Always a threat to break up a ball game but never a party, Waner had the sharpest bloodshot eyes in baseball. He hit doubles and triples during games and drank them after. Nonetheless, he amassed 3,152 hits with good power. One year he announced he was on the wagon, but when his batting average hovered around .250, his manager personally shepherded him to his nearest watering hole. Within a few weeks, he was back over .300.
Waner’s merchant father wanted him to be a teacher, but he dropped out of college to join San Francisco (Pacific Coast League), where he compiled batting averages of .369, .356, and .401. In 1926 the Pirates purchased his contract in a $100,000 deal ($40,000 for Waner, $60,000 for second baseman Hal Rhyne). Paul broke into the NL with a .336 batting average and led in triples (22). The next year, he was joined by his brother Lloyd in the Pirate outfield. Together they paced Pittsburgh to the 1927 pennant. Right fielder Paul led the NL in hitting (.380), base hits (237), triples (17), and RBI (131) and was named NL MVP; centerfielder Lloyd hit .355 and led the league in runs scored (133). Between them, the Waners totaled 460 hits.
They starred for the Pirates throughout the 1930s, continuing their yearly assault on pitchers. Paul led the league in hitting again in 1934 (.362) and 1936 (.373). One day a frustrated Brooklyn fan complained: “Them Waners! It’s always the little poison on thoid and the big poison on foist!” From then on Paul and Lloyd were Big Poison and Little Poison. Both were speedy outfielders, and Paul possessed perhaps the strongest arm seen in a Pittsburgh outfield until Roberto Clemente arrived.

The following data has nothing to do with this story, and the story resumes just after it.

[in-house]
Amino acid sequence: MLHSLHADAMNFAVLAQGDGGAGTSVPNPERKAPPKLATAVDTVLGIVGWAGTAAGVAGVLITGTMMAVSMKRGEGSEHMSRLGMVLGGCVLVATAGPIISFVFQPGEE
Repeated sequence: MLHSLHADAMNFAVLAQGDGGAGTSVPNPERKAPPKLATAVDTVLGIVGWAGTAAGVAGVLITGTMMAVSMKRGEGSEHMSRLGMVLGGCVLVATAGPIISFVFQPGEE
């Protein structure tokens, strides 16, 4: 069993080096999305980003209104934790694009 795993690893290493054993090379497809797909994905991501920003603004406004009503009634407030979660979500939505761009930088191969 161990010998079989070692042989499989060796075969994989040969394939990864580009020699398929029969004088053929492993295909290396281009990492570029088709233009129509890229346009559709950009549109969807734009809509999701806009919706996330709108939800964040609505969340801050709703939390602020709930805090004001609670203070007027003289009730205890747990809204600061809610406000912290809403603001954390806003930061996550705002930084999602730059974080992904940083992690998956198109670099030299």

After the Pirates released him, Paul played into WWII with the Braves and Dodgers, pursuing 3,000 hits. In 1942 the Braves visited Forbes Field with Waner at 2,999. The shortstop knocked down a drive but Paul beat it out. It might have been a hit, but Paul quickly and openly signaled he didn’t want a tainted 3,000th. The scorer obliged by charging the shortstop with an error. On June 19, 1942 he lined the ball off Forbes’s right-field wall to become the sixth player ever to reach 3,000 hits.
Waner found steady employment as a hitting coach after his retirement as a player, but his distaste for discipline made him an inappropriate candidate for managing.